Chill a highball glass. Shake all ingredients except club soda vigorously with ice cubes for at least one minute (and up to five). Strain into the chilled glass and top with club soda. No garnish.
|Prep Time||2 minutes|
|Tags||1880-1919 (Golden Age), Classic, Elegant, Girls Like It, New Orleans|
|Strength||1.1 standard drinks|
This drink has a lot of ingredients and there is a lot of variation among published recipes. As always, the most important thing you are trying to achieve here is balance. Balance between the sweet of the sugar and the sour from the citrus juices. Balance between the mouth feel of the cream and the sharper botanical character of the gin.
The listed ingredients above yield this balance. You have exact quantities to use instead of the slightly vague "juice of half a lemon" that you often see in a Ramos Gin Fizz recipe.
You can optionally use use 1-2 drops of vanilla extract if you want. There is a great deal of controversy about doing this and I prefer my Ramos without the vanilla.
If you prefer, you can dry shake the egg white first to help break it up. I have found that with the long shake you should give this drink, the dry shake is not necessary. Use an entire egg white...you want at least 1 oz of egg white.
Some old recipes use Old Tom Gin. This is fine, but you may want to back off on the sugar a little as Old Tom is sweeter than London Dry. Also, you can increase the gin to 2 oz if you wish. This will make a slightly sharper drink and will take a little of the flowery softness off of it. This is not necessarily a bad thing...it depends on your mood.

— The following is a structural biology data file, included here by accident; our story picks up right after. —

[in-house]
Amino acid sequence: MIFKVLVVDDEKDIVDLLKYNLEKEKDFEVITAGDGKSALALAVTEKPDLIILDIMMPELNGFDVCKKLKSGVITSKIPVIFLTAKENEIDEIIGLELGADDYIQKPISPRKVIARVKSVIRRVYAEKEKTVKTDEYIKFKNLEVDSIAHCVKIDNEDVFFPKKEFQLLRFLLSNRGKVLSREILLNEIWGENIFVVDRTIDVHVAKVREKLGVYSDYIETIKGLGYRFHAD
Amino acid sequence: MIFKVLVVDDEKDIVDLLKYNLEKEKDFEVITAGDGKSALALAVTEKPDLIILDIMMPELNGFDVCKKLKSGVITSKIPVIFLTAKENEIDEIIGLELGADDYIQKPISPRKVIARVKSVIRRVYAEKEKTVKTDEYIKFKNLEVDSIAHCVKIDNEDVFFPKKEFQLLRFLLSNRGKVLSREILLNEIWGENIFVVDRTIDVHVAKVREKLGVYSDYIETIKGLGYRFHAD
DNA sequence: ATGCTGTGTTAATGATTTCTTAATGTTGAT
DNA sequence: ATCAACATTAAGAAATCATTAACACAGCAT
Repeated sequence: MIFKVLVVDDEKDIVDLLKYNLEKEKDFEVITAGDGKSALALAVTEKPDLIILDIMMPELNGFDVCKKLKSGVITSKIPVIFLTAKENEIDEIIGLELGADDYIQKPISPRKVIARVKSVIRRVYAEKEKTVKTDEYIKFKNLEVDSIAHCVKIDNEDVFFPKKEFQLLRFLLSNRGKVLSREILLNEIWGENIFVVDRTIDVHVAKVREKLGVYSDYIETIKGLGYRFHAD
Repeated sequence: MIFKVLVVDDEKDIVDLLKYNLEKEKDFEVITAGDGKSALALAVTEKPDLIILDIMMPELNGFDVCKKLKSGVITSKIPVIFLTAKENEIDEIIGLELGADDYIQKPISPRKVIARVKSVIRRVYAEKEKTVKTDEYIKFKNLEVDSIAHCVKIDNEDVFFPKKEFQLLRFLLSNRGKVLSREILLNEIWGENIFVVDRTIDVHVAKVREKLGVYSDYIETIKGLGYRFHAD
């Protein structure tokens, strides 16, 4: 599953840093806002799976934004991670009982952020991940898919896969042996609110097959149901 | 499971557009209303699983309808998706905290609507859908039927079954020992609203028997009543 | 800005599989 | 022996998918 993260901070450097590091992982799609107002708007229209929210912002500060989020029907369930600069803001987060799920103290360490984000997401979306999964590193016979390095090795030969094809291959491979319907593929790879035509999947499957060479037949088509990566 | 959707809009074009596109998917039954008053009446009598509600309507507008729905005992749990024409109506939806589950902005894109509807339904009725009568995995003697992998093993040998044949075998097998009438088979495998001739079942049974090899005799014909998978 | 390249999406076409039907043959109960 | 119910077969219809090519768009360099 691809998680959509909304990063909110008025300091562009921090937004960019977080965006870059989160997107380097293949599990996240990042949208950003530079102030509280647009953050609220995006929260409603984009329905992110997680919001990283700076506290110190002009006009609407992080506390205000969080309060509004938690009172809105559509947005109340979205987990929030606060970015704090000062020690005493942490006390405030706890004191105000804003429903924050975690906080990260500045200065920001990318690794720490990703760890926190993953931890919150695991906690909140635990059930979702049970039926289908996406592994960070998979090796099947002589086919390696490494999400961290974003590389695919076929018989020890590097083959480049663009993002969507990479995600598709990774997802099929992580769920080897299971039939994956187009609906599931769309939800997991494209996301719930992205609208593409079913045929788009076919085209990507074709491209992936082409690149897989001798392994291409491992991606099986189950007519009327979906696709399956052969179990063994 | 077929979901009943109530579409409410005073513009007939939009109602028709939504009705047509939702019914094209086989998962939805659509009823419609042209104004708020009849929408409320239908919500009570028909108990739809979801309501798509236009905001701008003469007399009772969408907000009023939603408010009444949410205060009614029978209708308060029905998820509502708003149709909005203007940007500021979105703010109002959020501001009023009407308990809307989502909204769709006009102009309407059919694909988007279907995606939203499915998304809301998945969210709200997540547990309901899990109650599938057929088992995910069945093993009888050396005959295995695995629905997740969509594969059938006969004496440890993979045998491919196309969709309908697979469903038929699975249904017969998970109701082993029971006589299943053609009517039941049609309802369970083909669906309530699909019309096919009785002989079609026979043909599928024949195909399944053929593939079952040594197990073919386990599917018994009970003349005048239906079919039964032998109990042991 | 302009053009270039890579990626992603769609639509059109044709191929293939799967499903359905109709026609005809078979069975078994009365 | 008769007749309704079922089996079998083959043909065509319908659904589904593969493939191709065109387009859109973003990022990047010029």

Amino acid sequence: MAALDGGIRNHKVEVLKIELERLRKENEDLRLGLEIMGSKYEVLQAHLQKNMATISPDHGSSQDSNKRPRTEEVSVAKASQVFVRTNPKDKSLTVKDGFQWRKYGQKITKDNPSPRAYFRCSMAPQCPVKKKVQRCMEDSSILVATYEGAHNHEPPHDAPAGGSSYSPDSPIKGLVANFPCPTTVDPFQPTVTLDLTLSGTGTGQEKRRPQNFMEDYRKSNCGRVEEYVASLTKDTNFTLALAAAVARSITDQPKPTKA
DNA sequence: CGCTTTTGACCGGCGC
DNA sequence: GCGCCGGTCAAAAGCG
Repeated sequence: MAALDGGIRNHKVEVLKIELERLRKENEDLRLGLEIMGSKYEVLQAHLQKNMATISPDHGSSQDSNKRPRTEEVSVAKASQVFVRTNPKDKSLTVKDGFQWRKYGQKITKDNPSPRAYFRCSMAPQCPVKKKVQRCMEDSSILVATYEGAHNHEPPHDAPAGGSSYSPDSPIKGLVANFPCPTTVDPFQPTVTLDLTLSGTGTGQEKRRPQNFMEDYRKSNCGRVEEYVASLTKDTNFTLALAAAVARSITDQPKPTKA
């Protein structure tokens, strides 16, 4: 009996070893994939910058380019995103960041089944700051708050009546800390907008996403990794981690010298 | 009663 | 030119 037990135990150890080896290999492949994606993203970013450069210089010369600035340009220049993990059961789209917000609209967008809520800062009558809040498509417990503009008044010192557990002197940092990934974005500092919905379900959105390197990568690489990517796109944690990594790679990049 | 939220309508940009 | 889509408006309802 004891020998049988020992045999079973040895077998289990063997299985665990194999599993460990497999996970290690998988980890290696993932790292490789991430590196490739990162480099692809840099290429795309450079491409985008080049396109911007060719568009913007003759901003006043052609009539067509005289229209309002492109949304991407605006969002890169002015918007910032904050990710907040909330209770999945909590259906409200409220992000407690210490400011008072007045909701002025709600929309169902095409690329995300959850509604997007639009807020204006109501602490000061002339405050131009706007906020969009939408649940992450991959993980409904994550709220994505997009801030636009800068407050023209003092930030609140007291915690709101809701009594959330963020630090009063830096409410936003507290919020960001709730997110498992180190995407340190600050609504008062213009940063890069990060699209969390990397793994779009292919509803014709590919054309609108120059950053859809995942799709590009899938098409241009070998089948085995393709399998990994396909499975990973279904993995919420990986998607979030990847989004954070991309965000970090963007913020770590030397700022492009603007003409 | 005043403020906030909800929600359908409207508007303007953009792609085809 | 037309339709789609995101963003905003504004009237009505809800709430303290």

I find half and half is rich enough for a Ramos Gin Fizz. If you want an even richer drink, you can try heavy cream.
You want to use ice cubes...preferably large ones. Crushed ice lacks the mass to fully incorporate the egg white with the cream and other ingredients. Also it can dilute your Ramos Gin Fizz too much during the long shake. Use a long metal shaker and remember this is one drink that needs a long, steady shaking. Keep at it until the mixture gets body -- "ropy" as some experienced barkeepers express it.
The gin fizz had already been around for decades when Henry C. Ramos came to New Orleans in 1888. Ramos opened a drinking establishment at the corner of Carondelet and Gravier streets. He then invented his namesake drink, basing it on a gin fizz but enriching it with a few additional ingredients. The drink was such a hit that at one point during the 1915 Mardi Gras, 35 shaker boys were unable to keep up with demand.
Stanley Arthur Clisby documents a lot of the early history of the Ramos Gin Fizz in Famous New Orleans Drinks and How to Mix 'Em. Ramos opened additional saloons over time and his fizz became a legendary New Orleans drink. Prohibition set the drink back particularly because after prohibition was repealed, it was hard to find a bartender willing to go through the long labor of shaking the drink properly. This was taken for granted back in the drink's heyday.
Fortunately the cocktail renaissance has made it easier to find a properly prepared Ramos Gin Fizz even if you're not in New Orleans. Sure most bars will take shortcuts with the ingredients (if they even know what the drink is). But at your local craft cocktail lounge you should still be able to smell and taste the floral notes of this alluring drink.
On the matter of the vanilla there seems to be no verdict one way or the other. You'll find devotees of one style or the other. I always ask the bartender if they put vanilla in the drink. In my experience, a majority of bartenders omit the vanilla.
What say you? Vanilla or no vanilla in a Ramos Gin Fizz?